Does Grief Ever End?

I was walking home from the library the other day when I thought “I should call my mom.” I hadn’t spoken to her that day and I wondered if she was okay. My mother is not okay. My mother has been dead for eleven years and yet the realization in that moment – that she is good and truly dead – somehow felt shocking. Even now, even more than a decade later, I still have moments like these where I forget she is gone and then have to remember all over again.  And then, after remembering, I want to tell her about these momentary lapses. I think she would find them funny.

In the year or so after my mother died I felt completely suffocated by grief. It was so overwhelming. I would see all these people going about their usual days and I would want to stand on the street corner and scream “how can you all act so normal!? My mother died! Can’t you see the world’s fallen off its axis!?” This neighbour who had lost her mother a few years before came to visit us at the shiva. She popped in and then was heading out to live her daily life and she acted so ordinary, with her speech coming out in regular sentences and her clothes on straight. I honestly couldn’t understand how she could be okay when her mother had ever died. I could never imagine that the pain could be anything but so raw and intense and all-consuming. I couldn’t sleep all night and then morning would come and I couldn’t believe I had to go through another day. The sun felt physically painful on my skin. I was so numb and just moving through the motions. I couldn’t taste food or feel like my feet were ever rooted to the ground.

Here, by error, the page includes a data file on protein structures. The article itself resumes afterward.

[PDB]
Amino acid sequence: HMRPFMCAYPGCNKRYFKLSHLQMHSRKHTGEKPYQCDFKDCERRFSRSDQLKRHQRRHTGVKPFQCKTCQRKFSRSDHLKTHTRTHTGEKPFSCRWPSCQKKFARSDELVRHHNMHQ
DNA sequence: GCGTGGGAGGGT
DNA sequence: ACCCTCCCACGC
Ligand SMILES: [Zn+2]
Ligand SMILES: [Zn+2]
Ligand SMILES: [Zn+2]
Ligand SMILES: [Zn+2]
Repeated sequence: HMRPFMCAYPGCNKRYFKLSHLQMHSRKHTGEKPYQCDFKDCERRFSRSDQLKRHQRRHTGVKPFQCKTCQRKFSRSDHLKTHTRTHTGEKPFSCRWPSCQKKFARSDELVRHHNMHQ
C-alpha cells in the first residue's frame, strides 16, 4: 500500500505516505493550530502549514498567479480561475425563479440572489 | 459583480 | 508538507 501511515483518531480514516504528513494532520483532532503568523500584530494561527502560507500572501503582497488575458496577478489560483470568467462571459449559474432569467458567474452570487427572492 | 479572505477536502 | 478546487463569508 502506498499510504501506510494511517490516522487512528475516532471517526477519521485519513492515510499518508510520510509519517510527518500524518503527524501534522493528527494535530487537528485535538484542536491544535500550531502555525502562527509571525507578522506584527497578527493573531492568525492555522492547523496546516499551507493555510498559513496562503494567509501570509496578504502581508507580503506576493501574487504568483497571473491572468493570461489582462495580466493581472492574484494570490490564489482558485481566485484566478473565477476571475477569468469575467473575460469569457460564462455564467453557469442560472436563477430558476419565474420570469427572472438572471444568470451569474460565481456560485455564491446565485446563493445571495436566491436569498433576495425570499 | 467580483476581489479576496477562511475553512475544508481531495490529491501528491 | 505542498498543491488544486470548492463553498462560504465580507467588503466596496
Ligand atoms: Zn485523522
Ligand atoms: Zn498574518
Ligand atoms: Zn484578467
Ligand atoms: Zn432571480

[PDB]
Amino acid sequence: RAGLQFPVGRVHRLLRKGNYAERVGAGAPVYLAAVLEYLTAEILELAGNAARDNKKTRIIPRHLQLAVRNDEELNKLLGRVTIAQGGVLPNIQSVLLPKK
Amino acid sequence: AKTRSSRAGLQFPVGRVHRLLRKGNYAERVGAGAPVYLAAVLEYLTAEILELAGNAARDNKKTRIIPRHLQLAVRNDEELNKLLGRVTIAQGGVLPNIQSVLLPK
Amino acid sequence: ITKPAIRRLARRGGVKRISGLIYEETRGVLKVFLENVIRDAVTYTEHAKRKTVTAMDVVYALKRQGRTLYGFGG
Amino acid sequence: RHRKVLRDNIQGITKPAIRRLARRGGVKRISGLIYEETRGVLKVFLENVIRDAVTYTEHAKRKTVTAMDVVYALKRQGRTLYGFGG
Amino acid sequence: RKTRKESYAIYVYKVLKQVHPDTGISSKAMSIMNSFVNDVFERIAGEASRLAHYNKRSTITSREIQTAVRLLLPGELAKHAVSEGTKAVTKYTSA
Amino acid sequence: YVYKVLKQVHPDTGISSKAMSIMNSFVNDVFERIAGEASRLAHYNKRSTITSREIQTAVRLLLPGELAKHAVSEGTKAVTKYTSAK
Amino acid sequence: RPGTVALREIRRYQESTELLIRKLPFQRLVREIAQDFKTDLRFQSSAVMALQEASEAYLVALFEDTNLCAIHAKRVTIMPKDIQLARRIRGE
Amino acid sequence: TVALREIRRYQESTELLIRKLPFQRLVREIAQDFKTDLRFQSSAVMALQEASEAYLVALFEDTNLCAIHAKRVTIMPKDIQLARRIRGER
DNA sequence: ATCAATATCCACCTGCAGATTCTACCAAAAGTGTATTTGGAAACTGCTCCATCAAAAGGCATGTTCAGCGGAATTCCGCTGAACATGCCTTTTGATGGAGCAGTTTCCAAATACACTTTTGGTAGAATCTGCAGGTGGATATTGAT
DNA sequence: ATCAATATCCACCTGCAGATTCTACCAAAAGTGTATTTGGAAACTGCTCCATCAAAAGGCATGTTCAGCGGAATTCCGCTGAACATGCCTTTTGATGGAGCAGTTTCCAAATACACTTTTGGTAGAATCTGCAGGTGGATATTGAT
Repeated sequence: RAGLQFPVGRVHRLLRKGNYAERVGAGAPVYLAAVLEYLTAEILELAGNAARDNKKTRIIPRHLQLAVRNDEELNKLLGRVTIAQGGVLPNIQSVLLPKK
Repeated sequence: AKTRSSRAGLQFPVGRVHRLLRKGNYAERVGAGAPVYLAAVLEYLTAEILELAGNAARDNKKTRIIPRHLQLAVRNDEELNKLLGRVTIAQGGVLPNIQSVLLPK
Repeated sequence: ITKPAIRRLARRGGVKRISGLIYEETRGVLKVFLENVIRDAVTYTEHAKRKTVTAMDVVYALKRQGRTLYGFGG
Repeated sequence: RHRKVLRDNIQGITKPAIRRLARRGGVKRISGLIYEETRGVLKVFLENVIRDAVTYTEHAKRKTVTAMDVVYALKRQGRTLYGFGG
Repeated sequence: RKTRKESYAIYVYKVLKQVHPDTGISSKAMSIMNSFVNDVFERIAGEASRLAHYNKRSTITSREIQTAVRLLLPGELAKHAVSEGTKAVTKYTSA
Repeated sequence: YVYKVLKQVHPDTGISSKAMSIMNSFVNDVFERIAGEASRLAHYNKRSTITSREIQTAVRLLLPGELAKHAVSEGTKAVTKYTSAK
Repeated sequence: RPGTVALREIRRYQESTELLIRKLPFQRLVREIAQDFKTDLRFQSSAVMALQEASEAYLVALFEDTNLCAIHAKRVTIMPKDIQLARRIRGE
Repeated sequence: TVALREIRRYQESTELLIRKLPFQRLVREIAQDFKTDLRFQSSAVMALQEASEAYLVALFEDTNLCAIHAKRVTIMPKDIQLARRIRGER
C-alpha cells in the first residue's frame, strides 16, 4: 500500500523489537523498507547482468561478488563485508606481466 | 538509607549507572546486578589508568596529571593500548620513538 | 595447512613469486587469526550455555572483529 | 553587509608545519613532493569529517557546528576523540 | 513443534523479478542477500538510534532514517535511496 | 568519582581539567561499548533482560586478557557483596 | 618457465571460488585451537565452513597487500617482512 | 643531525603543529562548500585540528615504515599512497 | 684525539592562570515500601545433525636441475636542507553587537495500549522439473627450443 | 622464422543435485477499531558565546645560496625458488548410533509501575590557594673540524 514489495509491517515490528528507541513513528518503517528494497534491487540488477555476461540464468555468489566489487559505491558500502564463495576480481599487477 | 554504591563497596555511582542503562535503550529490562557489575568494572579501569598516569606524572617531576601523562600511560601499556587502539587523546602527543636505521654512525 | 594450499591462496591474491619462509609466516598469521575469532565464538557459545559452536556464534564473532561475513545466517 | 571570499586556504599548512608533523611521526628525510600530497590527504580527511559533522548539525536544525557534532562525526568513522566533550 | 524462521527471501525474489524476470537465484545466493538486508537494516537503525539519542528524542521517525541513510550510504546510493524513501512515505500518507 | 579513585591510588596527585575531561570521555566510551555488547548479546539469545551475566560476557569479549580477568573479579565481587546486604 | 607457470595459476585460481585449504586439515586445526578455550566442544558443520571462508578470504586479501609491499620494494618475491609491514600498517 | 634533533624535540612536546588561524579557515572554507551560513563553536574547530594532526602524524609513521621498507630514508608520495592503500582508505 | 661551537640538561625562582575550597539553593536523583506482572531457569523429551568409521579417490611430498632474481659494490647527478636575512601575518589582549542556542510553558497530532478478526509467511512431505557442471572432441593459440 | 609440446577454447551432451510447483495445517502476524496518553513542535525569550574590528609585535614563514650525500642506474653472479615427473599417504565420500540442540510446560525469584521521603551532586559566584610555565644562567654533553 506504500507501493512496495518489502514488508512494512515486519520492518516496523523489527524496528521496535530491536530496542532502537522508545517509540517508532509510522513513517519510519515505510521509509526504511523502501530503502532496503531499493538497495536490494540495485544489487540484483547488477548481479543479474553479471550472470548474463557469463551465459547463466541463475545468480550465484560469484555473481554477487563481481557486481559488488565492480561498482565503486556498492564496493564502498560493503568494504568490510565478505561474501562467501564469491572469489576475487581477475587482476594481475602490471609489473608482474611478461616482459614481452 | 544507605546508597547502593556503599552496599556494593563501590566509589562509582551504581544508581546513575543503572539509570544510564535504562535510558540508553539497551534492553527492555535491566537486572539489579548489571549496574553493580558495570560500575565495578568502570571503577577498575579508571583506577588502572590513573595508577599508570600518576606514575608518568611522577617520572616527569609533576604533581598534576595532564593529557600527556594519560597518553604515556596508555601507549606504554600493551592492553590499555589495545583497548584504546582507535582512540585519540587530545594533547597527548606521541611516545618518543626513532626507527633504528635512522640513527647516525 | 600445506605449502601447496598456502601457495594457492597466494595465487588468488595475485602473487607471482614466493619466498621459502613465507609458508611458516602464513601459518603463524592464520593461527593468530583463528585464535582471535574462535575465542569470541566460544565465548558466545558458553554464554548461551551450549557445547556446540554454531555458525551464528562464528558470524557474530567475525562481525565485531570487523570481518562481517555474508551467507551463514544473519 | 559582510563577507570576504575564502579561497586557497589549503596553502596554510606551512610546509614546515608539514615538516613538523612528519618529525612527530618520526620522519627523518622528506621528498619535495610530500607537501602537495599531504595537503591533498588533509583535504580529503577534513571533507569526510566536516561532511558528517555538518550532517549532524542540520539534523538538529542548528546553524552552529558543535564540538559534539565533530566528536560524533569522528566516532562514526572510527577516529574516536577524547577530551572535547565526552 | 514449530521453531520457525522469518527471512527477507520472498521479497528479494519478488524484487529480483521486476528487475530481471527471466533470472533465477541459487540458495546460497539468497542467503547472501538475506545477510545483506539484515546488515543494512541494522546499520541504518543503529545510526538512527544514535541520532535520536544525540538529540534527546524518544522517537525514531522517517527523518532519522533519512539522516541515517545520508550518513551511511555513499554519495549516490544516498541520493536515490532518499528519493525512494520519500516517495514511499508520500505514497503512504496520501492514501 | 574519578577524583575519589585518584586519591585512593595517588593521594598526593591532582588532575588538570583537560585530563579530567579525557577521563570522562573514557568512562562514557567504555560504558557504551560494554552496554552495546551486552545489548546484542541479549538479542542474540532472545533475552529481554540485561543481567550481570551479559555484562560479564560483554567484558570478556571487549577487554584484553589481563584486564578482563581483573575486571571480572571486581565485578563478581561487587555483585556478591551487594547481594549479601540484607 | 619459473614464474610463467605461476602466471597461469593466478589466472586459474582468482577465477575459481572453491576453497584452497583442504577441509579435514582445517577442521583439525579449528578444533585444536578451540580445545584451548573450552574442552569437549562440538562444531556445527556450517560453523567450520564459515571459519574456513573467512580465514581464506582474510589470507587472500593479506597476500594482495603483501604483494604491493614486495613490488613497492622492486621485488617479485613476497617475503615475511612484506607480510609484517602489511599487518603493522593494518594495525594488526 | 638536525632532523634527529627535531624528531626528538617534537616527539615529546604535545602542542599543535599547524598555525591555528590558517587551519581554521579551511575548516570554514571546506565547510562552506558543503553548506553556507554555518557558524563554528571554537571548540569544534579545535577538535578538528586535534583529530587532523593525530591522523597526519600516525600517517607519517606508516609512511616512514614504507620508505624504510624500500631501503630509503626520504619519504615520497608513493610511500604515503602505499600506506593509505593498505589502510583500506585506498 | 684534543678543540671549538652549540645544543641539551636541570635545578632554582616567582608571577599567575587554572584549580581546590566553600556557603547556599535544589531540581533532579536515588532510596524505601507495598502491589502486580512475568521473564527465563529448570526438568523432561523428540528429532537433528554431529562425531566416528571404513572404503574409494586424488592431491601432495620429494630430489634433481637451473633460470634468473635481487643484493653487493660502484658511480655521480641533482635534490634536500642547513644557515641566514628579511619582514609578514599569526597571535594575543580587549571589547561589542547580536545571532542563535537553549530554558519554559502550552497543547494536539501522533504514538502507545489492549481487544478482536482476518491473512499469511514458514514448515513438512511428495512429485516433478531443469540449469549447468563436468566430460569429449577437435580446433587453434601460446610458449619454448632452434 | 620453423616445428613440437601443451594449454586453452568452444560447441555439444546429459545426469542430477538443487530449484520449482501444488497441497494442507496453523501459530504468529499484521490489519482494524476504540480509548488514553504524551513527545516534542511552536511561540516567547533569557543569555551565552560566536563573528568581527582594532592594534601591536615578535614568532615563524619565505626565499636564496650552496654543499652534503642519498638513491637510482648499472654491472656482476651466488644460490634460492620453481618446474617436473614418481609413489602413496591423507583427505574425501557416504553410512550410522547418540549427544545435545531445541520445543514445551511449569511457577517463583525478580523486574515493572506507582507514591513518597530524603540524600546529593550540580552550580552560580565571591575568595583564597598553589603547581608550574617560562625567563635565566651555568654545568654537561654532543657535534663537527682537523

I can’t say exactly when, but the throbbing agony eventually turned into a stubborn stitch in my side. A dull sort of ache that isn’t crushingly present but present nonetheless. I’ve done such hard work over the years, burrowing through my pain and I will get to a place where I feel like I’ve made my peace. I will congratulate myself on emerging through this vast tunnel, from darkness to light, and I will pat myself on the back for making it through the other side. “You have reached the end of your grief!” I’ll tell myself, “There’s no more to be had!” I imagine hanging a certificate over my desk upstairs: “This hereby certifies that Wendy has completed the grief life cycle. She no longer mourns her mother.” With all my heart, I will believe these words to be true. I will feel strong and weathered and so very adult. And then of course I will hear a song my mother used to dance to or read a book she would love or think I need to call her and the hurt comes back. Sometimes it’s a tidal wave and sometimes it is just water lapping at my feet but either way I feel wet and cold and sad.

I have been wondering lately if grief really does ever end, if we do ever reach a point where the weight of our love and memories outstrip the pain of loss. I was talking to this amazing girl who also lost her mother a long time ago too and she was saying how she used to feel so sad for herself but now she just feels sad for her mom and everything her mom has missed. I don’t quite feel that way yet. Selfishly, I still feel so sad for me and my own loss. But I do feel it shifting. When I see my brothers’ children all playing together, I feel sad for mom and the fact that she won’t get to know these four beautiful souls and that pain is a softer one.

I don’t know if I will ever get to a point where I stop grieving my mother. I don’t know if I will ever look behind me and say ‘well, that was that.’ I think the loss will continue to recede and dilate in turn from peripheral to profound. I think that’s what it is to lose someone you love. I think you just learn to manage grief so that it hopefully becomes a piece of who you are not the definition.

This Mother’s Day, instead of mourning the mother I lost I want to celebrate the mother I had. Because she deserves to have a glass raised to her. Because I want the pain to stop.